12. Two methods are employed to estimate tax revenue potential in this paper: the “peer analysis” and the “stochastic tax frontier analysis”. First, the peer analysis, which relies on a standard fixed-effect panel analysis is utilized to estimate Mali’s potential tax revenue based on determinants2 identified in the literature to drive tax revenue collection. The predicted tax revenue based on the country’s current characteristics is a proxy of the tax capacity, and the difference with the actual revenue level is the combination of the tax policy gap and the tax gap. In the second step of this analysis, the stochastic tax frontier (Box 1), also a regression-based analysis, which aims to estimate the maximum tax revenue a country can achieve given its characteristics is used to crosscheck the robustness of the findings of the peer analysis. The tax frontier is akin to a production frontier with the output being the tax revenue-to-GDP ratio and the inputs being a set of macroeconomic fundamentals (including GDP per capita, consumption, inflation, trade openness and so on). The distance to the frontier captures administrative inefficiencies and policy choices (such as differences in tax legislation of a country, tax rates and exemptions) resulting from differences between actual tax revenue and potential tax.

13. The two analyses are carried out using dataset covering the period 1995–2015 for a sample of 38 sub-Saharan African countries. WAEMU and other sub-Saharan African countries are used as reference groups. The standard fixed-effect panel analysis is used to predict potential tax revenues for total tax and its subcategories (goods and services tax revenue, income tax revenue, and trade tax revenue) while Greene (2005a)’s true fixed effects estimator is used to estimate the technical inefficiencies.

Stochastic Frontier Analysis

Building on a large set of empirical studies, we specify a model similar to that of Aigner, Lovell, and Schmidt (1977); Alfirman (2003) and Pessino (2010 and 2013). The stochastic tax frontier model can be represented as follows:

yit=αi+βxit+νituit

Where yit is the log of tax to GDP ratio for country i at time t

  • αt represent a set of country-specific intercepts

  • β is a vector of unknown parameters to be estimated

  • xit is a vector of tax revenue determinants for country i at time t

  • νit is the statistical noise or the disturbance term. It is assumed to be independently and identically distributed N(0,σv2) random errors and is independently distributed of the uit

  • uit represent the level of inefficiency; the “failure” to obtain the maximum amount of tax collection. It is a non-negative random variable associated with country specific factors such as technical inefficiencies and policy issues (such as differences in tax legislation of a country, tax rates and exemptions) which contribute to country i not tax potential at time t

This analysis seeks to estimate the technical efficiencies of Mali’s total tax revenue and its subcategories relative to WAEMU and other sub-Saharan African countries. To do so, we first estimate the technical inefficiencies (uit) and obtain the technical efficiencies as (1 – uit).

14. The results from the peer analysis are broadly as expected (Annex I). The coefficient of GDP per capita is positive and strongly significant, suggesting that economic development is associated with higher demand for public expenditure and higher level of tax capacity to pay for the higher expenditure. The value added of agriculture as a proxy for the ease of tax collection has a negative and significant impact, reflecting the fact that in most countries agriculture is tax-exempted and highly informal. Capital investment, measured by the gross fixed capital formation, is expected to have a positive effect on government revenues through the potential expansion of economic activity and tax. Broad money (as a ratio to GDP), as a measure of the degree of economy’s monetization has a significant positive impact on the tax potential, suggesting that an economy that is highly monetized will realize high tax revenue than that which is less monetized. Finally, the negative and significant impact of inflation, as a proxy for the quality of macroeconomic management, suggests that higher inflation would reduce the tax-to-GDP ratio due to decrease in purchasing power of consumer and investing capacity of investors (Baunsgaard and Keen, 2009). Other factors including demographic, trade openness, and natural resource rent were not statistically significant.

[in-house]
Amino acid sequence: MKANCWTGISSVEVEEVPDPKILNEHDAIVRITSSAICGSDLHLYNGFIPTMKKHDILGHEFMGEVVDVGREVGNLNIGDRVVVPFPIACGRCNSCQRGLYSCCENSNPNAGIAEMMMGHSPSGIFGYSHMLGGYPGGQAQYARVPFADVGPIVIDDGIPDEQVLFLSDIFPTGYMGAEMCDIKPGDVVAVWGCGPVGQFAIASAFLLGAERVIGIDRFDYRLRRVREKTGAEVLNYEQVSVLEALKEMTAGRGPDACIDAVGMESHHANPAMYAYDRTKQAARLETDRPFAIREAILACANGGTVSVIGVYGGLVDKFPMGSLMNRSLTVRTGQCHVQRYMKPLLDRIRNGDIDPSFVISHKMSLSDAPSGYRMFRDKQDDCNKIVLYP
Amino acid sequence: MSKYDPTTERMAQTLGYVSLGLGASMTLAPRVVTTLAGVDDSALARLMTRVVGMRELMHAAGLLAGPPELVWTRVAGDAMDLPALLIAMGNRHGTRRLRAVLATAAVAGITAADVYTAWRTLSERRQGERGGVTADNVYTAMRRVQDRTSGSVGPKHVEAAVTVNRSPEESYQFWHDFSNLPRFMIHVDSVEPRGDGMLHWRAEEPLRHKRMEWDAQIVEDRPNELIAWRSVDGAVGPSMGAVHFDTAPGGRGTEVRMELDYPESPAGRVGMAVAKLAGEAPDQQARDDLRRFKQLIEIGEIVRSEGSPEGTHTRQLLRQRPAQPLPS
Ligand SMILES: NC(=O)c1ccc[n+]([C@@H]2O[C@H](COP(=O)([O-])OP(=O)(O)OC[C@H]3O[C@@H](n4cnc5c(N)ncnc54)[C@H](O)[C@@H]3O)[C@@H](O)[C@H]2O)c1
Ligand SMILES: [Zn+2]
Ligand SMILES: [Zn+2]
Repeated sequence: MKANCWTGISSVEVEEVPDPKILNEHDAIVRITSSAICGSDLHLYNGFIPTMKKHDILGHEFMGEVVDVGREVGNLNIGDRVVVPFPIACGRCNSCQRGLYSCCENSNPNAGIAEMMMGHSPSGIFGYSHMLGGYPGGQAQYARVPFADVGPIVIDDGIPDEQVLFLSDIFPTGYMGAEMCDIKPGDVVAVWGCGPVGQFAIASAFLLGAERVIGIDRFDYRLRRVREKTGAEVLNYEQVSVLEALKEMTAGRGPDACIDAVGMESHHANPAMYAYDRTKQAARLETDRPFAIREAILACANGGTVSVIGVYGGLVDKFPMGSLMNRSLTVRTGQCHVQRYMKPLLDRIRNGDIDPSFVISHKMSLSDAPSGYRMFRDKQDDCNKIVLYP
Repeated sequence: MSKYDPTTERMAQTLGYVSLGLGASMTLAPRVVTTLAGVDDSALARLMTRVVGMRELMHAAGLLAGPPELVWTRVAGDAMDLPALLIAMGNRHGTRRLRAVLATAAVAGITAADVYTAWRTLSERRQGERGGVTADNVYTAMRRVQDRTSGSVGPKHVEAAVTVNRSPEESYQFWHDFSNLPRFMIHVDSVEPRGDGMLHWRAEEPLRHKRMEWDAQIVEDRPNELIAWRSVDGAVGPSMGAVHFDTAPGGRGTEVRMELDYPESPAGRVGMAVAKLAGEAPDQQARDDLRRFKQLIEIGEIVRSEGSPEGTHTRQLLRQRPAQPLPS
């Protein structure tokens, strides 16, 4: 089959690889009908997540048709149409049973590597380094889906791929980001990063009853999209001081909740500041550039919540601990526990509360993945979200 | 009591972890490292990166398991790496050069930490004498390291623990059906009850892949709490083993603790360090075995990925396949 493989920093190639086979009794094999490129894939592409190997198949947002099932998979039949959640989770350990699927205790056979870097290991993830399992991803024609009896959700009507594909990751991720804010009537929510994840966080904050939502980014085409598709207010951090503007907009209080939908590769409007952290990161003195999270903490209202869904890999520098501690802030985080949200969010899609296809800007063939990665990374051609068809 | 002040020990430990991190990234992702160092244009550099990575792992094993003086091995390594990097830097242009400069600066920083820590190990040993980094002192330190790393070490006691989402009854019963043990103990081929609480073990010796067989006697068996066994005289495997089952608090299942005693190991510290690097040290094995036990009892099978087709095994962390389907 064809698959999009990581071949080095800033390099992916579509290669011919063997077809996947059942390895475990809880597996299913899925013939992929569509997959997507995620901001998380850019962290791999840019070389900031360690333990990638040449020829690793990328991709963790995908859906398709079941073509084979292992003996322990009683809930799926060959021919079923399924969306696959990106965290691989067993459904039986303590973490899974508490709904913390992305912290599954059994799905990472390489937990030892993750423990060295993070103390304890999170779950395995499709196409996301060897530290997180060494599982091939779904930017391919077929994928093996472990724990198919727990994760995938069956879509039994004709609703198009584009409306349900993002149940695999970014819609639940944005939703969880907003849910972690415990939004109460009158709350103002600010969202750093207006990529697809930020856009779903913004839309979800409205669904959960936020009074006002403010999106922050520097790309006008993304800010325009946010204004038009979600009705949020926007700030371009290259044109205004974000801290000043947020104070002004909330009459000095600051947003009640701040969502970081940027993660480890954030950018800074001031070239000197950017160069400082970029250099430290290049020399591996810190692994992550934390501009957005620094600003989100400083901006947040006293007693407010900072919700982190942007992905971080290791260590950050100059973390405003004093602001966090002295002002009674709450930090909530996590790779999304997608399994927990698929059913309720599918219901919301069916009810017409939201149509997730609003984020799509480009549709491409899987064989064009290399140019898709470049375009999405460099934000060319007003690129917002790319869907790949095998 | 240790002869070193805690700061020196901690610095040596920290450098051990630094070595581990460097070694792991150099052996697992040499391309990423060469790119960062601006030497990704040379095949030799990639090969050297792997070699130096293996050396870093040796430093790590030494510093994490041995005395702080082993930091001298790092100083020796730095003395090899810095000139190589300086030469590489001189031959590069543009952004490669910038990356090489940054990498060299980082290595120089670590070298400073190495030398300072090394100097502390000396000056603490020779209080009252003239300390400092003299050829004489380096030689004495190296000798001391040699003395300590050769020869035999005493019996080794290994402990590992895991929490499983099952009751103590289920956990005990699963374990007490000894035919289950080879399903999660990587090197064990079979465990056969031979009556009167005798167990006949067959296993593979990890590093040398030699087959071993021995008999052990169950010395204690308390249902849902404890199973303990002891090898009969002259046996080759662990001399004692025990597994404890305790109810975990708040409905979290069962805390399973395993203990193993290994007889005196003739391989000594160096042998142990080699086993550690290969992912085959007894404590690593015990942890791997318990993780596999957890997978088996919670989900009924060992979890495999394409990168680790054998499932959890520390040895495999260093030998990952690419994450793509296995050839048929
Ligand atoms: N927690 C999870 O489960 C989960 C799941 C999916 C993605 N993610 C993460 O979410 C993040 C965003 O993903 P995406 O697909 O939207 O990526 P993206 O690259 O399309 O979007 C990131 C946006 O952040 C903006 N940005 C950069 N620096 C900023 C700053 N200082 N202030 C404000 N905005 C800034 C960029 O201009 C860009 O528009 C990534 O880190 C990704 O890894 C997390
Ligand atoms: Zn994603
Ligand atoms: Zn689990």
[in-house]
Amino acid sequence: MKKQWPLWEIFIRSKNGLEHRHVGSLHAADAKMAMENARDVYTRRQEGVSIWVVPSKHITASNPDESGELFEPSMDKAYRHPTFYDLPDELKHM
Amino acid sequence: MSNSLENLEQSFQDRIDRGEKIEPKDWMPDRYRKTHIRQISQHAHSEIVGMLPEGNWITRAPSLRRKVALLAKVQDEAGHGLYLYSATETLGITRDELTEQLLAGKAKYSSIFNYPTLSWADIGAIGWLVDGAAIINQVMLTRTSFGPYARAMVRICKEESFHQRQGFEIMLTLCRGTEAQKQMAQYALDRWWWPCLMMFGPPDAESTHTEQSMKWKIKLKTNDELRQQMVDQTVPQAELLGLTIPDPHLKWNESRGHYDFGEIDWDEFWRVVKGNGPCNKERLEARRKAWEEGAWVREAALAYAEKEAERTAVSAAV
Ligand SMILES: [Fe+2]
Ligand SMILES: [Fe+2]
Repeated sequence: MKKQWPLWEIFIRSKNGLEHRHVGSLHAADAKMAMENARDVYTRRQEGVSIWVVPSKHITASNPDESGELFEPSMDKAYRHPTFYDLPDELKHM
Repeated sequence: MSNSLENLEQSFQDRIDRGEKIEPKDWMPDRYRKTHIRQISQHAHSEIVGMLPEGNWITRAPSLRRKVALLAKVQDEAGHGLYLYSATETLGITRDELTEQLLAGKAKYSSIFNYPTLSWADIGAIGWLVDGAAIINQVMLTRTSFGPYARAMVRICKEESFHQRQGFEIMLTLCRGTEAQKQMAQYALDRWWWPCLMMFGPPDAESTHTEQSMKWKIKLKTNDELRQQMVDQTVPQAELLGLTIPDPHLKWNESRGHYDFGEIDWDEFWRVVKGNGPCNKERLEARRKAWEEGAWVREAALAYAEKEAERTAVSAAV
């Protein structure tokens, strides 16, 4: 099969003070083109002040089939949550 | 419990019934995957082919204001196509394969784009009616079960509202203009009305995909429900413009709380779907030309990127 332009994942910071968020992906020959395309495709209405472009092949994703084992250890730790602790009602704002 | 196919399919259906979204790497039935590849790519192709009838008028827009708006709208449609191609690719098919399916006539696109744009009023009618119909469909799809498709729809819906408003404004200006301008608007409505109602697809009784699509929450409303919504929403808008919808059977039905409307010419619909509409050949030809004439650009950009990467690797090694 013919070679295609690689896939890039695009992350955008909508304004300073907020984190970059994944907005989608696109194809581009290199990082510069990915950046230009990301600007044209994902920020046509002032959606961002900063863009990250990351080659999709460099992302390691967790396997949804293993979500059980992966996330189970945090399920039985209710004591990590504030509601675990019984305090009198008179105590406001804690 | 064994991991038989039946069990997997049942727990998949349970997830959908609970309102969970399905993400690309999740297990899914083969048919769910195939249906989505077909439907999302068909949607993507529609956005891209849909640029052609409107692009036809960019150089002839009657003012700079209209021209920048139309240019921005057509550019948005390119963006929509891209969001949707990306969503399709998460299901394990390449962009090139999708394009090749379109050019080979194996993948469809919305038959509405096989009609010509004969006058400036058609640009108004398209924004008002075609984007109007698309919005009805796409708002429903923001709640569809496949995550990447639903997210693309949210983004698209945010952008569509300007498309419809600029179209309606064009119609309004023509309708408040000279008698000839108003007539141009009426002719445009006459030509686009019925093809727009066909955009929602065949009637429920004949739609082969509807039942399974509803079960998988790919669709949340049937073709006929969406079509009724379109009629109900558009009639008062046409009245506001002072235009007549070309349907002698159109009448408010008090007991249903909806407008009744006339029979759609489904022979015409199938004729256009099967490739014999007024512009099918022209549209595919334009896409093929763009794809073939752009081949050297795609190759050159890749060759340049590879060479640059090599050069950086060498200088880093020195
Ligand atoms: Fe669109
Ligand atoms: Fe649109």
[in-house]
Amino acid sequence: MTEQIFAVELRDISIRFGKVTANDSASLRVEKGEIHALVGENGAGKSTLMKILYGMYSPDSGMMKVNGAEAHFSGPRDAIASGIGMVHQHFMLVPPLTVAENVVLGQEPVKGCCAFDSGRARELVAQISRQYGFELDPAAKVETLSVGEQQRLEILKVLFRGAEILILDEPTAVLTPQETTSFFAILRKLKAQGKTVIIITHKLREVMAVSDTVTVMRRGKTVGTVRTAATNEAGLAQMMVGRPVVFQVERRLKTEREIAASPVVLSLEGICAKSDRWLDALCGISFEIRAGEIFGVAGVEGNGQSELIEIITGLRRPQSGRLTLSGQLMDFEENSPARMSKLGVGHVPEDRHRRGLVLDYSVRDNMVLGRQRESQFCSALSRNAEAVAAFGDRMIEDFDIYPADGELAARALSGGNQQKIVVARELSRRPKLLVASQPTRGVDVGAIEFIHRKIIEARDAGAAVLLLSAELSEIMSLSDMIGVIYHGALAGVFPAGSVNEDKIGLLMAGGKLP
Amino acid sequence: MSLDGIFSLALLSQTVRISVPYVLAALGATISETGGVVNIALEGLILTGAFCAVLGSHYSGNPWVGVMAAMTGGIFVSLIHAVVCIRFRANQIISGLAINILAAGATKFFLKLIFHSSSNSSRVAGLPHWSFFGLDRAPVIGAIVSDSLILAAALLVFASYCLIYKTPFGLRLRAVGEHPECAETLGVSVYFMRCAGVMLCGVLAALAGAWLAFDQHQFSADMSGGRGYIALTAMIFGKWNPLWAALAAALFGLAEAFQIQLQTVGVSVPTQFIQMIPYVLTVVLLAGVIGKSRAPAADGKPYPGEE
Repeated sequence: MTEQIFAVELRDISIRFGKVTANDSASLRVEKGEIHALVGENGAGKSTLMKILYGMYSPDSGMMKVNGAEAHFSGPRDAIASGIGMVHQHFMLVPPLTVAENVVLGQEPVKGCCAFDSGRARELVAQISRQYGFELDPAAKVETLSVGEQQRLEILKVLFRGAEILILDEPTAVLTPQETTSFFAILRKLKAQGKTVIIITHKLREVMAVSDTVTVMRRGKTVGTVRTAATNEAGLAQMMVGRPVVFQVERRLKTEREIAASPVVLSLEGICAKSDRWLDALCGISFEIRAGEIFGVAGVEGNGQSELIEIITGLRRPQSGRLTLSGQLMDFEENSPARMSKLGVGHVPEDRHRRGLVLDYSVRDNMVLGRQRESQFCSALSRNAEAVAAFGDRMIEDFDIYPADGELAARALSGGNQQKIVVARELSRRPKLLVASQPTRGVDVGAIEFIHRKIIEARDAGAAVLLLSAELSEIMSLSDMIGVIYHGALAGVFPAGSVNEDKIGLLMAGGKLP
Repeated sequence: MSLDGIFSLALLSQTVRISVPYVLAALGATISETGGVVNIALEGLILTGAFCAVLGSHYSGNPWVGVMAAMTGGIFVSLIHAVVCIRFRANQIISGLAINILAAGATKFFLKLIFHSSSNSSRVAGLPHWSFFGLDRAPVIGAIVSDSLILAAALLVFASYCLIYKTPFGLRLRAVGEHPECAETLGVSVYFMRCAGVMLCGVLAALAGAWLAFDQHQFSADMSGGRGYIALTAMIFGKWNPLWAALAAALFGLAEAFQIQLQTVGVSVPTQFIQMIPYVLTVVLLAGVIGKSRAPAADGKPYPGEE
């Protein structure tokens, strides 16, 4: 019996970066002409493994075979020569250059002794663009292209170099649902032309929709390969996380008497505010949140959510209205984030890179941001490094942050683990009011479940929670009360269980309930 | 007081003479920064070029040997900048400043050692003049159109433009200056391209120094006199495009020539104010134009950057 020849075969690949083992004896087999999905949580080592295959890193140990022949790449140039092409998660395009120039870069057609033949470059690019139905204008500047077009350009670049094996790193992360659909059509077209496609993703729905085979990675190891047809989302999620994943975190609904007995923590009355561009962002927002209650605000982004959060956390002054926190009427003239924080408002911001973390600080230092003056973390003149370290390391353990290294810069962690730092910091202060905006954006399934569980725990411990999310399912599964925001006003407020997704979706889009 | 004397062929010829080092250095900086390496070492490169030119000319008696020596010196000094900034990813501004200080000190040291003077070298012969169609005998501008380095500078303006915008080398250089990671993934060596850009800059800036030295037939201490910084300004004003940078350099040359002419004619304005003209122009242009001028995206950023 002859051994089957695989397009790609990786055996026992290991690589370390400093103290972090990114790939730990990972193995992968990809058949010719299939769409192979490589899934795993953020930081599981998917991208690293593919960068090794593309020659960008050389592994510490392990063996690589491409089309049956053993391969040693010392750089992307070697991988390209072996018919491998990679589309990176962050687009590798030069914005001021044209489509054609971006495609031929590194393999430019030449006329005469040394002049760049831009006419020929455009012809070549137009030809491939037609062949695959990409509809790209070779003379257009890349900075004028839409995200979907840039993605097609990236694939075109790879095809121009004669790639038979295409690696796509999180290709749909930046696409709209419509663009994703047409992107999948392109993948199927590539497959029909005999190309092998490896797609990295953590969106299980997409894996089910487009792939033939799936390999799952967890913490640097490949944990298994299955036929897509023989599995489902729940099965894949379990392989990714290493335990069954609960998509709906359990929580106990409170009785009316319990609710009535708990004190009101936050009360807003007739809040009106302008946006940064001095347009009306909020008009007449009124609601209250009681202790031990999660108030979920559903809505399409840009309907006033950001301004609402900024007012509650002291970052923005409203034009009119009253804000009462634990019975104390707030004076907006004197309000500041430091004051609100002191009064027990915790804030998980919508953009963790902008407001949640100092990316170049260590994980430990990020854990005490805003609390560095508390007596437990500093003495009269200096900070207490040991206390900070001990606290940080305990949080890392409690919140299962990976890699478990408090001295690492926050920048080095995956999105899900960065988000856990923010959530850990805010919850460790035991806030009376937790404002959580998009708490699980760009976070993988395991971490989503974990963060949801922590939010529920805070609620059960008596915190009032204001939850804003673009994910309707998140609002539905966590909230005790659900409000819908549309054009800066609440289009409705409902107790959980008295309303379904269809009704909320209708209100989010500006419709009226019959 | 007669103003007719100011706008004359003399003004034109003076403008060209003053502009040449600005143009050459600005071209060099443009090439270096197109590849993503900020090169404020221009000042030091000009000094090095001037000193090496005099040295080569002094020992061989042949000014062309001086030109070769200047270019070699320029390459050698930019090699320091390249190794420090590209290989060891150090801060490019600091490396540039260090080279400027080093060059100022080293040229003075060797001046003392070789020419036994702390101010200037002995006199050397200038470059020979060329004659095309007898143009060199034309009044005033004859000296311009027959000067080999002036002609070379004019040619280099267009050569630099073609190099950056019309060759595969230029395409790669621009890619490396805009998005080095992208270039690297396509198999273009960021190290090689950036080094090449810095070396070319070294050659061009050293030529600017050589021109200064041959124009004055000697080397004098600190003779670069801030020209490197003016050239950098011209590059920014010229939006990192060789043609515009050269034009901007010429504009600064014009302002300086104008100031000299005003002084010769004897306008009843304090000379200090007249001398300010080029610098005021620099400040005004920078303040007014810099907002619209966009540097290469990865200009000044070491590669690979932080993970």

15. Mali’s tax capacity is estimated at 13.2 percent of GDP, suggesting that there is considerable scope to raise revenue. Using the coefficients in Appendix I and the average value of the explanatory variables in 2010–15, it is estimated that Mali could have achieved a total tax-to-GDP ratio of 13.2 percent of GDP compared to the actual collection of 12.6 percent of GDP over the same period Figure 9. This implies that tax administration inefficiencies, tax evasion and tax policy design cost up to 0.7 percentage point of GDP in revenue annually. Nevertheless, the large increase in the tax revenue ratio in 2015 helped reduce the gap to 0.2 percentage point of GDP assuming an unchanged tax capacity.

Figure 9.
Figure 9.

Mali: Tax Performance in Mali and Predicted Values Relative to WAEMU Countries

(in percent of GDP)

Citation: IMF Staff Country Reports 2018, 142; 10.5089/9781484359068.002.A002

Source: IMF staff estimations.

16. The results from peer analysis point to the need to raise more tax revenue on trade. Overall, Mali’s total tax revenue performs well relative to WAEMU and sub-Saharan African peers as a result of the good performance of the goods and services tax revenue, with a positive tax gap close to 2 percentage points of GDP over 2013–15. At the same time, it is quite possible to improve the collection of trade revenue by 2½-3% of GDP Figure 9.